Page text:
Kelly Talks 3-4, 4-3, Graham’s Role

Brandon Graham dropped back into coverage once during the entire 2012 season, according to Pro Football Focus.

Trent Cole? Three times.

Fletcher Cox most often lined up at defensive tackle in a four-man front. Vinny Curry barely saw the field.

So while Chip Kelly, defensive coordinator Billy Davis and the rest of the Eagles’ coaching staff have spent a considerable amount of time watching players on film, they’ve known all along the importance of finally getting them on the practice fields.

“That’s what this process for us in terms of evaluating those guys from an athletic standpoint and knowledge standpoint is part of that,” Kelly said. “And we did some three‑down spacing today, some four‑down spacing today. But we’re by no means dialed into this is what we’re going to do, because, again, it’s day one.”

That’s a big part of what this week’s three-day mini-camp is all about – continuing to evaluate the skill set of players on the Eagles’ roster.

As for scheme, there’s plenty to be determined. But all signs (the addition of nose tackle Isaac Sopoaga, the hiring of an outside and inside linebacker coach) point to a 3-4 or some kind of hybrid.

“No. 1, it hinges on the players that we have,” Kelly said. “Then number two, it hinges on the situation of the game. There are no purists. No one runs a 3‑4 defense every single down. No one runs a 4-3 every single down. People have elements of both in there.”

The prevailing theme so far with Kelly on both sides of the ball has been versatility. He wants players with varied skill sets, who are capable of handling multiple responsibilities.

“If you’re going to nickel, or if you’re a 3‑4 team, who are you taking off the field if you’re bringing in that extra defensive back?” Kelly said. “But someone that has that versatility that can play in a three‑down front or four‑down front, that really helps. Can you be an outside linebacker and drop into coverage on first and second down and be a defensive end that rushes the quarterback on third down? So versatility is kind of the key to that.”

One of the more intriguing players to keep an eye on is Graham. He’s coming off his best season as a pro, but is expected to make a position change. Graham said a couple weeks ago that he’s dropping weight and preparing to play outside linebacker.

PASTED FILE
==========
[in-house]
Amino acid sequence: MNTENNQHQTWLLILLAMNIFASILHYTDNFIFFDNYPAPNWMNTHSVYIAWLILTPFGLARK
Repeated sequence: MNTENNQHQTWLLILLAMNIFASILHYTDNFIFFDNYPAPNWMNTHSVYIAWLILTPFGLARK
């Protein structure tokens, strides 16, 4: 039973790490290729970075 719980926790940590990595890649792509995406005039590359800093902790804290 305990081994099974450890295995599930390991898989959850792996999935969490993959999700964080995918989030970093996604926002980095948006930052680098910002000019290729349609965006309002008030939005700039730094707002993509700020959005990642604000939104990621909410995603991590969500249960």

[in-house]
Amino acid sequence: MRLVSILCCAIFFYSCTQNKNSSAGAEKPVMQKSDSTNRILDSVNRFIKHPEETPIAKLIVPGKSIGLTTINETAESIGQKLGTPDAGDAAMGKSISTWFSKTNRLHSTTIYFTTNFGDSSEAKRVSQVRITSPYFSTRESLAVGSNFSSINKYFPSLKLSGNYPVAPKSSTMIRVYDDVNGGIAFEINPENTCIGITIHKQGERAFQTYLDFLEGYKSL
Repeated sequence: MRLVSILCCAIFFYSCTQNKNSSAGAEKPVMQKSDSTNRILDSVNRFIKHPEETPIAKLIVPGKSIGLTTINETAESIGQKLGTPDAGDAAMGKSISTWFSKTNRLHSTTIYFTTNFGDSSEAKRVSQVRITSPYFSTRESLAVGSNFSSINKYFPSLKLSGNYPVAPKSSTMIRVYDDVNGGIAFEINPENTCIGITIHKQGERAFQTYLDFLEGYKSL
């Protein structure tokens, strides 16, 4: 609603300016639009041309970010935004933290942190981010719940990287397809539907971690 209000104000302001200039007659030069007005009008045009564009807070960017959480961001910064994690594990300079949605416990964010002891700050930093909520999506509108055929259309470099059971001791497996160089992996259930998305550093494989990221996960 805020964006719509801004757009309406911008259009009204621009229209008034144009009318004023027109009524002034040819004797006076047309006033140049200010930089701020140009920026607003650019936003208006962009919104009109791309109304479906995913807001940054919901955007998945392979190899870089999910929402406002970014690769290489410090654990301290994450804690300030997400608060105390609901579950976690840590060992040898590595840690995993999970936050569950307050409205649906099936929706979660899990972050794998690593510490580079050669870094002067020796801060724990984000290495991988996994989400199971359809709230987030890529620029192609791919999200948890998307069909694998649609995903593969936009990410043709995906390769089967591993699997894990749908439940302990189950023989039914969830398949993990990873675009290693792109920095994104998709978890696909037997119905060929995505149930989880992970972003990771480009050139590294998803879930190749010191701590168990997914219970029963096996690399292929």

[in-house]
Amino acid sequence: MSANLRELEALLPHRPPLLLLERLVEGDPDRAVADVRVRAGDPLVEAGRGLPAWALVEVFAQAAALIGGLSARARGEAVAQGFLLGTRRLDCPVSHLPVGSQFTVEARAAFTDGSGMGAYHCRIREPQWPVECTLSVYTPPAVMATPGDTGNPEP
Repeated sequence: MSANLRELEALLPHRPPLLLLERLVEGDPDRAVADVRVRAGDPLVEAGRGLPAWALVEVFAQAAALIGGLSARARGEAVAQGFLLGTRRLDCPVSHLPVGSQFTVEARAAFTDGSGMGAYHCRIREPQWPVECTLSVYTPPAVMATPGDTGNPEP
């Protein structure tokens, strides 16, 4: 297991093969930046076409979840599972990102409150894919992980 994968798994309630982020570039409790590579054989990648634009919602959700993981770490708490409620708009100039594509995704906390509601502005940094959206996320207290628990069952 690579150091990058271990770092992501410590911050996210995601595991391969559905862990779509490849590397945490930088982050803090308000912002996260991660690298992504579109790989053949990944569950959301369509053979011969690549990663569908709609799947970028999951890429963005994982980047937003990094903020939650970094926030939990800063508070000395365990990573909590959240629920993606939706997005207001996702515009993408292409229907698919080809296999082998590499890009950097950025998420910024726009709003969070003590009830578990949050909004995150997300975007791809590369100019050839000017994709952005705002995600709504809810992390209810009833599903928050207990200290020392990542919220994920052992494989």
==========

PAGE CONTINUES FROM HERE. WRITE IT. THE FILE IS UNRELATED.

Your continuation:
“Trying to see if Brandon is a guy that can drop and play good in coverage. Or is he more of a natural defensive end?” Kelly said. “That is more of what this process for us is about. Finally getting the chance to identify our talent on the defensive side of the ball and then put them in positions to make plays. If we really feel that Brandon can, then that’s another weapon that Billy [Davis] has to use in terms of what he can use defensively. But if we don’t think Brandon’s a great drop guy, then shame on us if we’re making him do that.”

Kelly has maintained all along that scheme on both sides of the ball will be personnel-based. And while the Eagles focused much of their free-agency efforts on defense, there are still more key pieces to be added during next week’s draft.

With the No. 4 pick, the team could take a look at Oregon outside linebacker Dion Jordan, Utah defensive lineman Star Lotulelei or Florida defensive lineman Sharrif Floyd. And the team is likely to add secondary help at some point as well.

But for now, the process of determining what the players on the roster are capable of continues.

One more note on the defense. The Eagles’ first practice featured a special guest: Brian Dawkins.

“It’s a lot of movement, I think is going to be something for guys to get used to,” Dawkins told PhiladelphiaEagles.com. “A lot of reps for these guys. Some things, once again, to get used to, but I love the energy. Obviously, being new, guys are hopefully understanding they have to go out and earn some things, earn some positions.

“As soon as these guys buy in to what’s going on, the better off they’ll be.”

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  • http://www.philthycanuck.com/ Adam

    “Can you be an outside linebacker and drop into coverage on first and second down and be a defensive end that rushes the quarterback on third down? So versatility is kind of the key to that.”